Doctor of Nursing Practice
“I feel as though I am more innovative and willing to try more creative approaches to solve problems and improve systems.”
As a nurse, Teri Verner saw the benefits of less invasive, more natural approaches to improving the health of patients, but after more than 20 years of providing care in long term and home care settings, it became clear to her that the medical system was focused on disease management rather than health care. “I understood the mind-body connection and the amazing ability the body has to maintain health if given the right tools,” said Verner. “I was interested in learning more about incorporating these tools into the health care system to work toward achieving optimal health.”
Verner looked to the University of Minnesota School of Nursing for that education because it was the only doctor of nursing practice (DNP) program to have an integrative health and healing specialty area. She applied to the program because she felt that in order to change the health care system she needed to learn more about research and evidence-based practice, as well how to implement change in a way that was meaningful and sustainable.
The course work developed her skills in statistics, research, program development and evaluation, leadership and innovation, and policy. “The specialty course work taught me about self-awareness, engagement and the importance of mindfulness,” said Verner. “As a student, I was nurtured, challenged and stretched in ways I never have before in my academic career.”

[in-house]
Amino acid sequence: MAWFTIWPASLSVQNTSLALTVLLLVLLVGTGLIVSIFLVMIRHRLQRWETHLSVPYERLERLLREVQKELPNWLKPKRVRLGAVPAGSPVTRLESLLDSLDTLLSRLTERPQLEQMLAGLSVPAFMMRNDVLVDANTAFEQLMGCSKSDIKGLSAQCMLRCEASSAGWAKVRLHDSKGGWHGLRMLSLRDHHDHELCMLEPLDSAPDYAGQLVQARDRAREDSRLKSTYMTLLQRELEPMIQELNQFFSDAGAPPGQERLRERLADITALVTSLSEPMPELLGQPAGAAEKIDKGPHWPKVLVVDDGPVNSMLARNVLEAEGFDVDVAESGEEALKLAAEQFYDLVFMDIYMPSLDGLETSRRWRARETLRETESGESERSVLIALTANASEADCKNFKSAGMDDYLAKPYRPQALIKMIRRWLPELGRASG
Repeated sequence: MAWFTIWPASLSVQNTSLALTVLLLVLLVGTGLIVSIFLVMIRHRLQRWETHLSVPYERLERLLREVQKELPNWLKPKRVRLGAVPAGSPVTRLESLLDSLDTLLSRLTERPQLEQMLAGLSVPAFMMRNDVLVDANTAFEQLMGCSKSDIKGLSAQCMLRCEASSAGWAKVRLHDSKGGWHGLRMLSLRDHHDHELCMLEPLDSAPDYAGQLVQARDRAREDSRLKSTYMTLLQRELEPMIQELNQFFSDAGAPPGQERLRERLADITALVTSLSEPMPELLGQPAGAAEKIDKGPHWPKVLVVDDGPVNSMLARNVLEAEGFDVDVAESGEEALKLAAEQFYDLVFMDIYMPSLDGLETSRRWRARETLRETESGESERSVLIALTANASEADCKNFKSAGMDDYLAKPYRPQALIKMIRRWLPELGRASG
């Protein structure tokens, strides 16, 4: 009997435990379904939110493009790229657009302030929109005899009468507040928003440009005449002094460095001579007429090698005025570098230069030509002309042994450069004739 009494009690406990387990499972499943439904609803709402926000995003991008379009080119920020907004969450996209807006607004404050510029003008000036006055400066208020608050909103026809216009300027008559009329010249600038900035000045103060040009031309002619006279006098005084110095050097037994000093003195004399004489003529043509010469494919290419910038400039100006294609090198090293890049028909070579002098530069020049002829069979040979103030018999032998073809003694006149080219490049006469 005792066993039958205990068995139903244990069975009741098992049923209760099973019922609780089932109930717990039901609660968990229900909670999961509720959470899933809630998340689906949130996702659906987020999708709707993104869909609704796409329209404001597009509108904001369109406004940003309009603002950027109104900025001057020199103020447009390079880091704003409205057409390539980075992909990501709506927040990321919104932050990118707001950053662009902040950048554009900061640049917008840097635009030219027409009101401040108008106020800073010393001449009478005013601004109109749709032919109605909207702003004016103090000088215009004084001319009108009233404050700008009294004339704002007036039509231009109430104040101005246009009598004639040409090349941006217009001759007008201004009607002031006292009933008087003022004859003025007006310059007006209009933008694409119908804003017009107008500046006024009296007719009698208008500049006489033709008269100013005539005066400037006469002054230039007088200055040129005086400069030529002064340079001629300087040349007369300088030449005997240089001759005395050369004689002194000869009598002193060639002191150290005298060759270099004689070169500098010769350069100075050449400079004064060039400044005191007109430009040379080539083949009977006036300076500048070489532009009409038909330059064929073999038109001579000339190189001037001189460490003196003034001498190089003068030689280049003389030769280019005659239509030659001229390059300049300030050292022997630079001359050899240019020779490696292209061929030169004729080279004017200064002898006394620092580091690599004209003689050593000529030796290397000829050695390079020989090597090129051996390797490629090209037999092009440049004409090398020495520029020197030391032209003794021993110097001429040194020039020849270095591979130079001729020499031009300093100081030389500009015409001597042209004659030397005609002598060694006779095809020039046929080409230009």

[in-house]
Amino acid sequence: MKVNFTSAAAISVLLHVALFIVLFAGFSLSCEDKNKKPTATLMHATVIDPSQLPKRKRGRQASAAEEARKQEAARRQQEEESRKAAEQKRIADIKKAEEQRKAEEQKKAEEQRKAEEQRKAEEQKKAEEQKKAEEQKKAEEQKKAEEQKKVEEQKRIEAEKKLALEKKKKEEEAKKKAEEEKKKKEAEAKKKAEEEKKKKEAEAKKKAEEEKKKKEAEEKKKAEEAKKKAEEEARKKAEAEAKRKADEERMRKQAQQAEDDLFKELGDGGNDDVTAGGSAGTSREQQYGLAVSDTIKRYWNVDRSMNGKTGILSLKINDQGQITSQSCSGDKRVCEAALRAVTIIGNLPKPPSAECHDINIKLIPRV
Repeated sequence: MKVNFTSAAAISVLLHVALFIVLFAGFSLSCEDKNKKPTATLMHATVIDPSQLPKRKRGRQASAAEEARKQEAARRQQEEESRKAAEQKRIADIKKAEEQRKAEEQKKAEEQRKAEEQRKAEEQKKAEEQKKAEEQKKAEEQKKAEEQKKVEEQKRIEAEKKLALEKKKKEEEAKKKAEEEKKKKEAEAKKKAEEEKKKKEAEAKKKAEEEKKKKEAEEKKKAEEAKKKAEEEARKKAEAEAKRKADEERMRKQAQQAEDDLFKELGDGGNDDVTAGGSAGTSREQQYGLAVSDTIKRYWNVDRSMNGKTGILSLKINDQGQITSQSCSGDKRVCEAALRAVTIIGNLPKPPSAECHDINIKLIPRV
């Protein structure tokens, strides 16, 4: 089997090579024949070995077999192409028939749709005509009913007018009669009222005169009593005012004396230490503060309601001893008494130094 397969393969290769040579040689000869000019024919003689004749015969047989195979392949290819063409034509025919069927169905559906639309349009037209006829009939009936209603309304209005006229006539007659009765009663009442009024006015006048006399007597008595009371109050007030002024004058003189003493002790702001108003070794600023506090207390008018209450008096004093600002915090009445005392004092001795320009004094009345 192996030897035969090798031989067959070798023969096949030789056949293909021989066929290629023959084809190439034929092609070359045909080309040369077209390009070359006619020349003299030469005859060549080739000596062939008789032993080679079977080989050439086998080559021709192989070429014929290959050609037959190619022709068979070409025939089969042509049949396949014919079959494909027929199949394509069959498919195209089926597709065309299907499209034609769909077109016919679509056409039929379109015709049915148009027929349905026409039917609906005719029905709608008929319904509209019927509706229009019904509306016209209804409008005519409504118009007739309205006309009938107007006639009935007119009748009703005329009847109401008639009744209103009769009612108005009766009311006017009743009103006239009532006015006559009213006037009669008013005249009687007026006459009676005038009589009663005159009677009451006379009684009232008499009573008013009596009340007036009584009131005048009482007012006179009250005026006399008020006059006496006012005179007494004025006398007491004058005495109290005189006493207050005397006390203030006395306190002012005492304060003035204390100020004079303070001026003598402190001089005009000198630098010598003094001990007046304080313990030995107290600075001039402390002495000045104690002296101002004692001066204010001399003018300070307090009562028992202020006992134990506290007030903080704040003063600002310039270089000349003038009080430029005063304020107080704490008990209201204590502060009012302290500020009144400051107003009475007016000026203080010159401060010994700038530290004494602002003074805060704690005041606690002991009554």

A particularly meaningful learning experience occurred during a session in Hawaii where she studied Reiki, aromatherapy, acupressure and indigenous Hawaiian healing in the surroundings of the big island of Hawaii. “This was an opportunity for much of our cohort to bond in a way that would not have been possible with traditional learning in the classroom or online,” said Verner.
After graduating in 2012, she accepted the position of program manager at Hennepin County Medical Center’s Alternative Medicine Clinic. In addition to managing the clinic, she is responsible for the strategic direction of the alternative medicine program within the Hennepin Health System. “I am excited to be involved in the transformation of the delivery of care and be a witness to the impacts this change is having on patients’ health and well-being,” said Verner.
She credited her education at the School of Nursing for giving her the skills needed to see everything within its system and recognize connections. “The DNP program in integrative health and healing created a space for significant personal growth and self-awareness and has opened my mind to a different way of thinking,” said Verner. “I feel as though I am more innovative and willing to try more creative approaches to solve problems and improve systems.”